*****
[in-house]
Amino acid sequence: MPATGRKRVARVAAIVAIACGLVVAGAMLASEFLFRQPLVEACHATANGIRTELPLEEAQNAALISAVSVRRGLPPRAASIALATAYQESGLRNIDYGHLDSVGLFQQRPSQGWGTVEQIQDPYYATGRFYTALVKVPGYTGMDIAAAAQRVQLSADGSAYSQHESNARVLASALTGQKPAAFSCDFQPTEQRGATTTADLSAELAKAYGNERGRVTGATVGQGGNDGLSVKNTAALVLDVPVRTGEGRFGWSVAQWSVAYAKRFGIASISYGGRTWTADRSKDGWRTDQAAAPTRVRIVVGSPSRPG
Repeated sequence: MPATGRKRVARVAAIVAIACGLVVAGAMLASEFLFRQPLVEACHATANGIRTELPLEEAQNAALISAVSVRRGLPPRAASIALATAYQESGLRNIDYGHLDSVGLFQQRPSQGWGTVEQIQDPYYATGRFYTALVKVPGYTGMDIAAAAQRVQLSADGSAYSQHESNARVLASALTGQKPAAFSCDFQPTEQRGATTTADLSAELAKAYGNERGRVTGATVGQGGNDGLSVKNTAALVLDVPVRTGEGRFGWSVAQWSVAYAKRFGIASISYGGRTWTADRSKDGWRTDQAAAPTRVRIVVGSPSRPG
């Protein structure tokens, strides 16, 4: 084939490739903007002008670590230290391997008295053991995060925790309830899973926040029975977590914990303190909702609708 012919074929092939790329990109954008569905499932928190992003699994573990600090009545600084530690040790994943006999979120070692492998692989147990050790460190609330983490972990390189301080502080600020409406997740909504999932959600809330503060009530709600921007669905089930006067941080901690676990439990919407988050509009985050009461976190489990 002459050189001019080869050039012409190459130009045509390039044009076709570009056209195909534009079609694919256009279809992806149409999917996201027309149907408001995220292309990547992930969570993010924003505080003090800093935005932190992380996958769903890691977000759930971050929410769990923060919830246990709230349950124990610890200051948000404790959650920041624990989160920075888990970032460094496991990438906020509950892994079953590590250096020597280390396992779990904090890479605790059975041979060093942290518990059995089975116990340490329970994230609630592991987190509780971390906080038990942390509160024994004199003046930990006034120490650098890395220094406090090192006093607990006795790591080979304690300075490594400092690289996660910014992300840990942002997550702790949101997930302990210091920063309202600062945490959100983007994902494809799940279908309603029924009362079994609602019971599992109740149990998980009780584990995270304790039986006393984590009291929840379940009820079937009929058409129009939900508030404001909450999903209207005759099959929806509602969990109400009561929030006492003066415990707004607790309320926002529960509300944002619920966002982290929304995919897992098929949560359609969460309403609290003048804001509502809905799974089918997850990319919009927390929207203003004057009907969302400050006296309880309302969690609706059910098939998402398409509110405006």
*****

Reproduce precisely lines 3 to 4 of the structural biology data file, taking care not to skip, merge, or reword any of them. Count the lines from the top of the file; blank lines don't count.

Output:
Repeated sequence: MPATGRKRVARVAAIVAIACGLVVAGAMLASEFLFRQPLVEACHATANGIRTELPLEEAQNAALISAVSVRRGLPPRAASIALATAYQESGLRNIDYGHLDSVGLFQQRPSQGWGTVEQIQDPYYATGRFYTALVKVPGYTGMDIAAAAQRVQLSADGSAYSQHESNARVLASALTGQKPAAFSCDFQPTEQRGATTTADLSAELAKAYGNERGRVTGATVGQGGNDGLSVKNTAALVLDVPVRTGEGRFGWSVAQWSVAYAKRFGIASISYGGRTWTADRSKDGWRTDQAAAPTRVRIVVGSPSRPG
């Protein structure tokens, strides 16, 4: 084939490739903007002008670590230290391997008295053991995060925790309830899973926040029975977590914990303190909702609708 012919074929092939790329990109954008569905499932928190992003699994573990600090009545600084530690040790994943006999979120070692492998692989147990050790460190609330983490972990390189301080502080600020409406997740909504999932959600809330503060009530709600921007669905089930006067941080901690676990439990919407988050509009985050009461976190489990 002459050189001019080869050039012409190459130009045509390039044009076709570009056209195909534009079609694919256009279809992806149409999917996201027309149907408001995220292309990547992930969570993010924003505080003090800093935005932190992380996958769903890691977000759930971050929410769990923060919830246990709230349950124990610890200051948000404790959650920041624990989160920075888990970032460094496991990438906020509950892994079953590590250096020597280390396992779990904090890479605790059975041979060093942290518990059995089975116990340490329970994230609630592991987190509780971390906080038990942390509160024994004199003046930990006034120490650098890395220094406090090192006093607990006795790591080979304690300075490594400092690289996660910014992300840990942002997550702790949101997930302990210091920063309202600062945490959100983007994902494809799940279908309603029924009362079994609602019971599992109740149990998980009780584990995270304790039986006393984590009291929840379940009820079937009929058409129009939900508030404001909450999903209207005759099959929806509602969990109400009561929030006492003066415990707004607790309320926002529960509300944002619920966002982290929304995919897992098929949560359609969460309403609290003048804001509502809905799974089918997850990319919009927390929207203003004057009907969302400050006296309880309302969690609706059910098939998402398409509110405006």